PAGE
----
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Being bookish at the farmette

It's a beautiful sunny winter's day at the farmette. Not too cold. Will likely try and get out for a snowshoe later.

It's been a while since I did a book review, and since I've read most of my Christmas bounty, I thought I'd make a few recommendations.

A World of Curiosities is Louise Penny's latest. What I like most about her books (and I've read all of them) is the richness of the characters and cleverness of the plots. And the lovely setting, which is in Three Pines, a small village in Quebec in the middle of nowhere south of Montreal.

In this one, we get to find out how Chief Inspector Gamache and his now-son-in-law Jean-Guy Beauvoir met. Jean-Guy was a wet-behind-the-ears officer in the Sureté de Quebec and Gamache was already head of homicide. The story unfolds with flashbacks back to the initial meeting, their first murder together and its aftermath. The aftermath is what makes things interesting because old hurts come back to haunt them all. The gang's all there in Three Pines - Ruth the old curmudgeonly poet and her duck Rosie, unkempt artist Clara, bistro owners Gabri and Olivier and Myrna, the bookstore owner. And, of course Reine-Marie, Gamache's wife. Highly recommend.

Ian Rankin is another author for whom I'm a huge fan, and have read all his books. In the latest, Rebus, his main character, has retired but can't seem to keep his nose out of police business in Edinburgh. An old rivalry/connection with Big Ger Cafferty, a notorious criminal threatens to make Rebus' life miserable and a police station known for its not-so-ethical procedures figures highly.

Rebus finds himself in a bit of a pickle when some of his close-to-the-edge of the law actions when he was an active cop catch up with him. As usual, it's a ripper and again, highly recommended.

Anthony Horowitz is a writer I really enjoy. Just started reading him a couple of years ago, and I'm hooked.

When I found out that he wrote for the television series Foyle's War for 16 years, the lightbulb went off, because I love that program.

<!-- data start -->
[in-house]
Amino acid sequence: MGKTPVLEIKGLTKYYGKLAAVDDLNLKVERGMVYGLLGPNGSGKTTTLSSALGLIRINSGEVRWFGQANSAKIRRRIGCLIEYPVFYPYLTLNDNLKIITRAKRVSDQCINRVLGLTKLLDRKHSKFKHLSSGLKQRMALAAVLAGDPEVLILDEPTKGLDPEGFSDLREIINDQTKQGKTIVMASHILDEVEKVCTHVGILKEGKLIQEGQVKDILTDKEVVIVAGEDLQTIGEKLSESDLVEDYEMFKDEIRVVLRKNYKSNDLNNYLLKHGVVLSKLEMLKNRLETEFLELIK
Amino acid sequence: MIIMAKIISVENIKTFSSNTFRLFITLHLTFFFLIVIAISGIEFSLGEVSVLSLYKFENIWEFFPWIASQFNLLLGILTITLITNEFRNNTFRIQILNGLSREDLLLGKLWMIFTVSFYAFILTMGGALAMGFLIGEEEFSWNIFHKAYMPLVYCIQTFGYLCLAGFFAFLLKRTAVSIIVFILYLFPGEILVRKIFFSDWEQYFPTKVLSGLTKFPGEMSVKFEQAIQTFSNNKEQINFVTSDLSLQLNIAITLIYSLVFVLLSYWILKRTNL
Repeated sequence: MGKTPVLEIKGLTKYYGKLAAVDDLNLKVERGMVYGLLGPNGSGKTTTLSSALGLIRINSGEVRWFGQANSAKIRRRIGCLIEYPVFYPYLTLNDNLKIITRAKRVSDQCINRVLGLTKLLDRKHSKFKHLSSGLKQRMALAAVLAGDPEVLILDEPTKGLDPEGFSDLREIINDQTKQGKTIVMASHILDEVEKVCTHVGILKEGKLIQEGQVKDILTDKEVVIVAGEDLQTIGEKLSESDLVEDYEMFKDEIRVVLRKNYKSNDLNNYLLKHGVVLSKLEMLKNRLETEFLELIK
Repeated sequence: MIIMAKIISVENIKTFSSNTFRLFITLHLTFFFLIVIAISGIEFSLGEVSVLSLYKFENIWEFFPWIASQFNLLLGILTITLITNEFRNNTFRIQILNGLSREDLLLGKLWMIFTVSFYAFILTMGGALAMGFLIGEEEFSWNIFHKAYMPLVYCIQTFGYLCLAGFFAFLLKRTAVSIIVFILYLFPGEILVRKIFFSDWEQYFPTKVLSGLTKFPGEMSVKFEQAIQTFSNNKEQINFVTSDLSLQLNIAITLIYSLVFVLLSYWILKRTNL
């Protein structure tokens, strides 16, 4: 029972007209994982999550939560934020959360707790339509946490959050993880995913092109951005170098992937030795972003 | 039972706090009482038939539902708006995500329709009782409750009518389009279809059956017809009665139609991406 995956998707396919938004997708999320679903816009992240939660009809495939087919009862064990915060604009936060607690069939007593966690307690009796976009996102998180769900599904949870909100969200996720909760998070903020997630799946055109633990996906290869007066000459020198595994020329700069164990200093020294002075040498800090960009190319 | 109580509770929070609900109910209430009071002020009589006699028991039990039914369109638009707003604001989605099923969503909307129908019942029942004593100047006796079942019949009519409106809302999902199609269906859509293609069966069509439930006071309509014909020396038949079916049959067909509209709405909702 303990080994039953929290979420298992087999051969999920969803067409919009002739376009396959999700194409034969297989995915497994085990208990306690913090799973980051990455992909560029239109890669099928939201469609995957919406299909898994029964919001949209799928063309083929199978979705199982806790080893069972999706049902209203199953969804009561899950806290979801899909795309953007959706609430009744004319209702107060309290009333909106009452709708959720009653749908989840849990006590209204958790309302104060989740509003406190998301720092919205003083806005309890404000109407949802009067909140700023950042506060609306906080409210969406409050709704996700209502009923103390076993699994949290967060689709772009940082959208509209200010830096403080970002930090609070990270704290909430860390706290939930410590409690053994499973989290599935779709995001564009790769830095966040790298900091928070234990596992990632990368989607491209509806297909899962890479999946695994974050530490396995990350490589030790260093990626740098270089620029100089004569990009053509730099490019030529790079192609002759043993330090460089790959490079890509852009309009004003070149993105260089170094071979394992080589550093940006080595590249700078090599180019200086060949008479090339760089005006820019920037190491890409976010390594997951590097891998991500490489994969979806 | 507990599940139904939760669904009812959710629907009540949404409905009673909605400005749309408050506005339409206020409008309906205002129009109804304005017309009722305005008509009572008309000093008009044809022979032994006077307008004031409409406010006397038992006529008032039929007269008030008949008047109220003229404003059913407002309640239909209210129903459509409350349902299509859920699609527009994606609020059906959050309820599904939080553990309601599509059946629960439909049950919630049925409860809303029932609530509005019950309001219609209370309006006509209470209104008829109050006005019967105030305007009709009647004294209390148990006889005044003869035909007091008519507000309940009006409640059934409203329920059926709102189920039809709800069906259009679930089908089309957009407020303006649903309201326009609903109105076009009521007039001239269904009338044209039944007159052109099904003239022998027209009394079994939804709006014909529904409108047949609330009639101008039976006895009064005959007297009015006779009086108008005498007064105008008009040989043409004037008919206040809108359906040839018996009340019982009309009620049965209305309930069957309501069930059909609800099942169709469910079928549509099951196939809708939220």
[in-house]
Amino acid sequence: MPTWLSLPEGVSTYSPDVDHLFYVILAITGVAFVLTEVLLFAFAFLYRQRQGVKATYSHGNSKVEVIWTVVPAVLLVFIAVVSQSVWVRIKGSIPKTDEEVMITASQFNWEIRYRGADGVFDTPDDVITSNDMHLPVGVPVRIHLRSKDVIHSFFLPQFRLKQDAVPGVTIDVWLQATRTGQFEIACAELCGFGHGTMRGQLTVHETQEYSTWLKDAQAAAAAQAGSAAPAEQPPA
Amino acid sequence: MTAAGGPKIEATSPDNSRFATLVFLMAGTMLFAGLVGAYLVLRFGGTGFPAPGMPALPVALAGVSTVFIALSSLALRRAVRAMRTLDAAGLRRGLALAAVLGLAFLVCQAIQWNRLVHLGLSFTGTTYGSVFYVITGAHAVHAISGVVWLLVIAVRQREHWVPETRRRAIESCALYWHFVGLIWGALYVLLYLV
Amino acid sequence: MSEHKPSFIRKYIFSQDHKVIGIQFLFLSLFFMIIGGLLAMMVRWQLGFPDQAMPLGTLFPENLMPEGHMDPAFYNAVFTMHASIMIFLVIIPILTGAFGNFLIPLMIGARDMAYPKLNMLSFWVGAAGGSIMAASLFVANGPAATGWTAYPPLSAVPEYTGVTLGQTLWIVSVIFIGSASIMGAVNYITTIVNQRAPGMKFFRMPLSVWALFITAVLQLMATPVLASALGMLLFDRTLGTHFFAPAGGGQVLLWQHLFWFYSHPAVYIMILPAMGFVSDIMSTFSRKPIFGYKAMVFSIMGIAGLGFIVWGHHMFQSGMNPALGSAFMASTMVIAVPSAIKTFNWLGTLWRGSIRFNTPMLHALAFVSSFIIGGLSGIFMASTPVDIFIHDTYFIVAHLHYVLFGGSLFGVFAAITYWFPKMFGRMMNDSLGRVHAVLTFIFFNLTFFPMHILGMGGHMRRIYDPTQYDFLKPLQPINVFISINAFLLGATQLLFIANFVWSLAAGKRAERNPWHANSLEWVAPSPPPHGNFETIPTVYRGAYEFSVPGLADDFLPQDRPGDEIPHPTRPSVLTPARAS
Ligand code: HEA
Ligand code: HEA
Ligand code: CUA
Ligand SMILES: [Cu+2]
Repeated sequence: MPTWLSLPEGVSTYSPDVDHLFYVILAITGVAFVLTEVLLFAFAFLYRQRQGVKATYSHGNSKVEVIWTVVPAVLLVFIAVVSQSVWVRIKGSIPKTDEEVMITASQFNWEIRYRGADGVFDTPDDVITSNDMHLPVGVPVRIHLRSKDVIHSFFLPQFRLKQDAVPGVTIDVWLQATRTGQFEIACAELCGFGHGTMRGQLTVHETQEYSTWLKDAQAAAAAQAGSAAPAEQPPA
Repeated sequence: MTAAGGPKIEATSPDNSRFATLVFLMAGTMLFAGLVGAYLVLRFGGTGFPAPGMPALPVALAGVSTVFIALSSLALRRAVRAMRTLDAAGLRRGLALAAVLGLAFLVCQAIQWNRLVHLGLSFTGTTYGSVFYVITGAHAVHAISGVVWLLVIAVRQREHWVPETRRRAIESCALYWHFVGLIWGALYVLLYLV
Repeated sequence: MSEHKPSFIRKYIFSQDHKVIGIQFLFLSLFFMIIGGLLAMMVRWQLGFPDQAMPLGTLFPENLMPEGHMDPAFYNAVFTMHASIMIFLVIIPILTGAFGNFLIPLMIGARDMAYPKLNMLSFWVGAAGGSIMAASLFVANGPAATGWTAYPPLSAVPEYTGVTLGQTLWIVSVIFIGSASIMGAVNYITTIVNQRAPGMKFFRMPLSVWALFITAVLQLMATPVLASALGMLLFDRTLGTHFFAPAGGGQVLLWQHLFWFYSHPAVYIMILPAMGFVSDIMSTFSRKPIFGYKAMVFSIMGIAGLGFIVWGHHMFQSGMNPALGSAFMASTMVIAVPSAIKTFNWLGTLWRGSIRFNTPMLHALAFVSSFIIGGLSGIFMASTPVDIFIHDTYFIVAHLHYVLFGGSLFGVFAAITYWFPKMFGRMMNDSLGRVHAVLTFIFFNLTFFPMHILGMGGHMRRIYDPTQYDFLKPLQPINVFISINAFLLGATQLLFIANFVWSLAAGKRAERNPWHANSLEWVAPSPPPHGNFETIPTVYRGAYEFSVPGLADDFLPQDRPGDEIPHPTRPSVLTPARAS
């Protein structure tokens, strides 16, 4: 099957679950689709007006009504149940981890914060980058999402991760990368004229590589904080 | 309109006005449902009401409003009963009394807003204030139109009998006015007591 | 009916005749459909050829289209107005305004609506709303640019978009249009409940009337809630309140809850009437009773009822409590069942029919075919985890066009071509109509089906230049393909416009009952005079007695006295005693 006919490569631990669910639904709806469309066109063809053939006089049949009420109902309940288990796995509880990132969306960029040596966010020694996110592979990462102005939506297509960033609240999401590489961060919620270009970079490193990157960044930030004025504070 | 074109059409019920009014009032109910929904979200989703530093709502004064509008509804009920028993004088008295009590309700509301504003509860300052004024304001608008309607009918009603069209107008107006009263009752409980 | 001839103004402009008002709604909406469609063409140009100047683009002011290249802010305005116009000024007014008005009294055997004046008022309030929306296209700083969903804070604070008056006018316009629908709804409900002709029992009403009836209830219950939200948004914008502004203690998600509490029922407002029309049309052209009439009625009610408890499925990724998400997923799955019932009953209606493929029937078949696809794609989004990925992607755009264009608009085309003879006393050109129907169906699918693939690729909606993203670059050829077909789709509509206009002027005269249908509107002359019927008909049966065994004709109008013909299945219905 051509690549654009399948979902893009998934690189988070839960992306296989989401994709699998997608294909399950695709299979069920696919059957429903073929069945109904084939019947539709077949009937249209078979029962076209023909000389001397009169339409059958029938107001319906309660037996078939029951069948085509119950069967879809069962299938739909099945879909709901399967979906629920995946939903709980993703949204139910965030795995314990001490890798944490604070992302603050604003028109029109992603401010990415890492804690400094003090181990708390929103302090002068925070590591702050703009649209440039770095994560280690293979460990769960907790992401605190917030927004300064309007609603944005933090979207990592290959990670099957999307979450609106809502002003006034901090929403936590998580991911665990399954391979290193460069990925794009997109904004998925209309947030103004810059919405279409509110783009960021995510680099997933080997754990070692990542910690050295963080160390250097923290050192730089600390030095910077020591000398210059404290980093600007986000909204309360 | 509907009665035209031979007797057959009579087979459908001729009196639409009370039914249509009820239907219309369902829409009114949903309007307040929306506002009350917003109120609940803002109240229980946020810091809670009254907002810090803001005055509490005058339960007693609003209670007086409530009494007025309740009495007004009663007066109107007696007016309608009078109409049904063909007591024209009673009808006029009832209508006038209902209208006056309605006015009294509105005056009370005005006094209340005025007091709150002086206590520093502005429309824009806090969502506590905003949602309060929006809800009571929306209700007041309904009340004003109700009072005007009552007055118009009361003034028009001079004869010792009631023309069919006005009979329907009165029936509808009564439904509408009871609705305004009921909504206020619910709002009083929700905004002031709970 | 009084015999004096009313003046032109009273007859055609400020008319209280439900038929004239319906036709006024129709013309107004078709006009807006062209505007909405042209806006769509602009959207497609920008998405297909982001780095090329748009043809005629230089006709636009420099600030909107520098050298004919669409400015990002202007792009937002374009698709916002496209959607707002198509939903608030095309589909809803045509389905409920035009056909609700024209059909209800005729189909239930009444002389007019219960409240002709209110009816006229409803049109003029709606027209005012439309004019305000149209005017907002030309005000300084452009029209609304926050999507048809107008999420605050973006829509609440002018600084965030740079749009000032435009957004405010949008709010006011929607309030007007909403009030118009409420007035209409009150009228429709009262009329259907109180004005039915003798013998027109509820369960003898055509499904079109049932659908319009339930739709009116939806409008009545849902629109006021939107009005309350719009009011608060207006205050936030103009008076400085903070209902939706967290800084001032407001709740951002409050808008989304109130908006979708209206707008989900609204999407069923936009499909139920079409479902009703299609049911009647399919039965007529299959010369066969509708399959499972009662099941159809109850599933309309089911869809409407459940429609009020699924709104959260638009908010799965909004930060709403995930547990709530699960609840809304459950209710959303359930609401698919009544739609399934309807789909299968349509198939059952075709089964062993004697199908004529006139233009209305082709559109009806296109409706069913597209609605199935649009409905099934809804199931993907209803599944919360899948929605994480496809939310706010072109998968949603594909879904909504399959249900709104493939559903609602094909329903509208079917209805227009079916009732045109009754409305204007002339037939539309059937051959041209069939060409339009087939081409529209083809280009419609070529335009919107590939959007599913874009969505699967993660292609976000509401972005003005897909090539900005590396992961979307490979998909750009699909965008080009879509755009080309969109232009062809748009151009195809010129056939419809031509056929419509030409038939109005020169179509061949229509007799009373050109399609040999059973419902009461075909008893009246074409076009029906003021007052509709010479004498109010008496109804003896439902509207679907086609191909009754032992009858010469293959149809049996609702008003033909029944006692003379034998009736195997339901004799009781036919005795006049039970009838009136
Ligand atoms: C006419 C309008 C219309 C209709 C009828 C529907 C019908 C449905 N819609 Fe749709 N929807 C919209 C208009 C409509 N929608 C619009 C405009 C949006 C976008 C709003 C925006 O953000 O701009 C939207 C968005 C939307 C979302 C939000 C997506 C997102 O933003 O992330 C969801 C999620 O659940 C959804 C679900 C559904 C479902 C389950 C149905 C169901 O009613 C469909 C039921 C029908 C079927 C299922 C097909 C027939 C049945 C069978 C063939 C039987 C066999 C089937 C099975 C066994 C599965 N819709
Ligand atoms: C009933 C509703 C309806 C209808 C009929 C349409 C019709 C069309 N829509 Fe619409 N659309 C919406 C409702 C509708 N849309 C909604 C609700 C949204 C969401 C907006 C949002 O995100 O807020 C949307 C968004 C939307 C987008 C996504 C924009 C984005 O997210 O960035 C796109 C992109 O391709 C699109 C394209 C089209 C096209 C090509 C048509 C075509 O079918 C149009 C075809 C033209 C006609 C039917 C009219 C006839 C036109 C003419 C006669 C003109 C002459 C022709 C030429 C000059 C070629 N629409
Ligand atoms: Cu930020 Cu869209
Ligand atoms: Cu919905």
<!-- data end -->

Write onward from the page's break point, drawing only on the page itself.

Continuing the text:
Since then, he's done a lot of different kinds of writing, and in this book, he's the main character who's also the prime suspect for the murder of a theatre critic. Harriet Thorsby is probably the most cruel, unlikeable person on the planet. Even her daughter can't stand her. So there's lots of possibilities for suspects. But almost everything points to Anthony, who has to go into the slammer. His sometimes-partner in criminal investigations, Hawthorne, is initially reluctant to come to his aid, but figures out a way to get him out of jail for 48 hours so they can find out the actual killer. Great fun.

Finally, I've just borrowed Richard Osman's 'The Bullet That Missed' from my good friend Pat. We have an ongoing mutual library in which we exchange mostly murder mysteries.

We both relish the Thursday Murder Club, which is Osman's group of seniors in a home who get together to solve mysteries. It helps that Elizabeth is a former spy and that Ibrahim is a retired psychologist. Joyce is their conscience and diarist – and is much craftier than she lets on. Ron is a firebrand leftie who used to head up a labour union.

I've read the earlier two books in the series, and can't wait to see how this one works out.

So that's it. Murder and mayhem to keep you warm during the frigid winter days and nights. Until next week.

Gratuitous cat photo courtesy of Hobbes (r) and Wilma. She LOVES it when he gives her snuggles. BTW - they're both fixed, so there will be no 'accidents'.

1 commento

12 feb 2023

Always enjoy book recommendations. And I knew they would be good ones when it starts off with Louise Penny. I need to revisit Richard Osman as I didn't take to it the first try. But several people have recommended his books. And someone new to me, Anthony Horowitz. I too have a group of friends with similar reading tastes so will need to give this author a test run. Thanks sprucing up my reading list.

Mi piace
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